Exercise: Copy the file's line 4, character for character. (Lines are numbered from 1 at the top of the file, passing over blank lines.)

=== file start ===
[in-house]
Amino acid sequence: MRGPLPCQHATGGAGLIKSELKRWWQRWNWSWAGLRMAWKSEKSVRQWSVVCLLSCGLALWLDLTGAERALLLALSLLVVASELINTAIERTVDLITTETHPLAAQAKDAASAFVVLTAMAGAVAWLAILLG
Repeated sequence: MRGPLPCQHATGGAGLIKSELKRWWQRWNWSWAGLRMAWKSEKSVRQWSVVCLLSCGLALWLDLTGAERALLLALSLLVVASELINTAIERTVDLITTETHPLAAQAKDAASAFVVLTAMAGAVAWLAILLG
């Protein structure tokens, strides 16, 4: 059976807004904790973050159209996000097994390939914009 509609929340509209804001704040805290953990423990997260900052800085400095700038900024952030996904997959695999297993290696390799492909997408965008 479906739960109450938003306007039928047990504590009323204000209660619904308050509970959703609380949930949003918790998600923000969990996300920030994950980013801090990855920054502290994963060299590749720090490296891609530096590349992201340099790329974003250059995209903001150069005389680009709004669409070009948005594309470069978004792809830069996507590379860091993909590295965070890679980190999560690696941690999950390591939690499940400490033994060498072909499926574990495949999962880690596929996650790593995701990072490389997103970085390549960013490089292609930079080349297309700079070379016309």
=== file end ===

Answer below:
């Protein structure tokens, strides 16, 4: 059976807004904790973050159209996000097994390939914009 509609929340509209804001704040805290953990423990997260900052800085400095700038900024952030996904997959695999297993290696390799492909997408965008 479906739960109450938003306007039928047990504590009323204000209660619904308050509970959703609380949930949003918790998600923000969990996300920030994950980013801090990855920054502290994963060299590749720090490296891609530096590349992201340099790329974003250059995209903001150069005389680009709004669409070009948005594309470069978004792809830069996507590379860091993909590295965070890679980190999560690696941690999950390591939690499940400490033994060498072909499926574990495949999962880690596929996650790593995701990072490389997103970085390549960013490089292609930079080349297309700079070379016309």